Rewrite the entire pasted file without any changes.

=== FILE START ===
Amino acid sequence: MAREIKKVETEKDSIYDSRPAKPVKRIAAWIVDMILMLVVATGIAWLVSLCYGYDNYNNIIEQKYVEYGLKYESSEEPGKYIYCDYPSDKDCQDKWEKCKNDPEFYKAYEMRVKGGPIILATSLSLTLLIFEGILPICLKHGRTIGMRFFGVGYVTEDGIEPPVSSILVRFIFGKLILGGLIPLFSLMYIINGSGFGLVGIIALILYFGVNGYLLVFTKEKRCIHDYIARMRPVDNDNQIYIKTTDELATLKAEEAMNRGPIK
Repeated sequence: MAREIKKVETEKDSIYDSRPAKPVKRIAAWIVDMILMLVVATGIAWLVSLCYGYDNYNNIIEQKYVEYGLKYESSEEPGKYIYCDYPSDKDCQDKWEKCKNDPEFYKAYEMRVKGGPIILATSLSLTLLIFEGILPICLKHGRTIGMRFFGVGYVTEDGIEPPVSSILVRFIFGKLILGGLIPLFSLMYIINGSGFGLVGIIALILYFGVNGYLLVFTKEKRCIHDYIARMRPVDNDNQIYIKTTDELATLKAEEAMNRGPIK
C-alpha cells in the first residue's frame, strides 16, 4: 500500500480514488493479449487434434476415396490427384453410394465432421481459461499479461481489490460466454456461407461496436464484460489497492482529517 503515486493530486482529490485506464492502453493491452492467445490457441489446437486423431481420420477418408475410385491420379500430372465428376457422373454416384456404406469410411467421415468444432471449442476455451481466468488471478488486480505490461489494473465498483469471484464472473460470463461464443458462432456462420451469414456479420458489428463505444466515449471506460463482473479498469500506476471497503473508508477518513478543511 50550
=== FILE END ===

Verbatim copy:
Amino acid sequence: MAREIKKVETEKDSIYDSRPAKPVKRIAAWIVDMILMLVVATGIAWLVSLCYGYDNYNNIIEQKYVEYGLKYESSEEPGKYIYCDYPSDKDCQDKWEKCKNDPEFYKAYEMRVKGGPIILATSLSLTLLIFEGILPICLKHGRTIGMRFFGVGYVTEDGIEPPVSSILVRFIFGKLILGGLIPLFSLMYIINGSGFGLVGIIALILYFGVNGYLLVFTKEKRCIHDYIARMRPVDNDNQIYIKTTDELATLKAEEAMNRGPIK
Repeated sequence: MAREIKKVETEKDSIYDSRPAKPVKRIAAWIVDMILMLVVATGIAWLVSLCYGYDNYNNIIEQKYVEYGLKYESSEEPGKYIYCDYPSDKDCQDKWEKCKNDPEFYKAYEMRVKGGPIILATSLSLTLLIFEGILPICLKHGRTIGMRFFGVGYVTEDGIEPPVSSILVRFIFGKLILGGLIPLFSLMYIINGSGFGLVGIIALILYFGVNGYLLVFTKEKRCIHDYIARMRPVDNDNQIYIKTTDELATLKAEEAMNRGPIK
C-alpha cells in the first residue's frame, strides 16, 4: 500500500480514488493479449487434434476415396490427384453410394465432421481459461499479461481489490460466454456461407461496436464484460489497492482529517 503515486493530486482529490485506464492502453493491452492467445490457441489446437486423431481420420477418408475410385491420379500430372465428376457422373454416384456404406469410411467421415468444432471449442476455451481466468488471478488486480505490461489494473465498483469471484464472473460470463461464443458462432456462420451469414456479420458489428463505444466515449471506460463482473479498469500506476471497503473508508477518513478543511 50550